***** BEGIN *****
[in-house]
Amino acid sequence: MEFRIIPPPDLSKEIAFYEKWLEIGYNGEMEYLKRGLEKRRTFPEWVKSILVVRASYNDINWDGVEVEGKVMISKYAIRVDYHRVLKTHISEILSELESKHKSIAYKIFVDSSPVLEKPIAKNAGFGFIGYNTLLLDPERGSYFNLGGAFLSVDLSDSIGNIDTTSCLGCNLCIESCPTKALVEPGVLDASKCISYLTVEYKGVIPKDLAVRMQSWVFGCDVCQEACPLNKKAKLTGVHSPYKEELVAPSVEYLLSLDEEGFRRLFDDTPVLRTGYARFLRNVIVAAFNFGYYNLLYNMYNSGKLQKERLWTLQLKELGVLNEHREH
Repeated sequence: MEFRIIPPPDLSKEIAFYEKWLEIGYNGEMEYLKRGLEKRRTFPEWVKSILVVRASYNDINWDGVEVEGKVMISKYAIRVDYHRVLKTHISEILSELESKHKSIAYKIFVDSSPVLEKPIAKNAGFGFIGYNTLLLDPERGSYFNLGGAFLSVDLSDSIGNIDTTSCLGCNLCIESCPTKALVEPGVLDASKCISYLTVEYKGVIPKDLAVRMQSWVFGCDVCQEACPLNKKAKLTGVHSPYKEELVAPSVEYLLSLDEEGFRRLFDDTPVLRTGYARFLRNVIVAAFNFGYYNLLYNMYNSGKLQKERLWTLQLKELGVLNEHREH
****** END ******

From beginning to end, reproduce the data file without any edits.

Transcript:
[in-house]
Amino acid sequence: MEFRIIPPPDLSKEIAFYEKWLEIGYNGEMEYLKRGLEKRRTFPEWVKSILVVRASYNDINWDGVEVEGKVMISKYAIRVDYHRVLKTHISEILSELESKHKSIAYKIFVDSSPVLEKPIAKNAGFGFIGYNTLLLDPERGSYFNLGGAFLSVDLSDSIGNIDTTSCLGCNLCIESCPTKALVEPGVLDASKCISYLTVEYKGVIPKDLAVRMQSWVFGCDVCQEACPLNKKAKLTGVHSPYKEELVAPSVEYLLSLDEEGFRRLFDDTPVLRTGYARFLRNVIVAAFNFGYYNLLYNMYNSGKLQKERLWTLQLKELGVLNEHREH
Repeated sequence: MEFRIIPPPDLSKEIAFYEKWLEIGYNGEMEYLKRGLEKRRTFPEWVKSILVVRASYNDINWDGVEVEGKVMISKYAIRVDYHRVLKTHISEILSELESKHKSIAYKIFVDSSPVLEKPIAKNAGFGFIGYNTLLLDPERGSYFNLGGAFLSVDLSDSIGNIDTTSCLGCNLCIESCPTKALVEPGVLDASKCISYLTVEYKGVIPKDLAVRMQSWVFGCDVCQEACPLNKKAKLTGVHSPYKEELVAPSVEYLLSLDEEGFRRLFDDTPVLRTGYARFLRNVIVAAFNFGYYNLLYNMYNSGKLQKERLWTLQLKELGVLNEHREH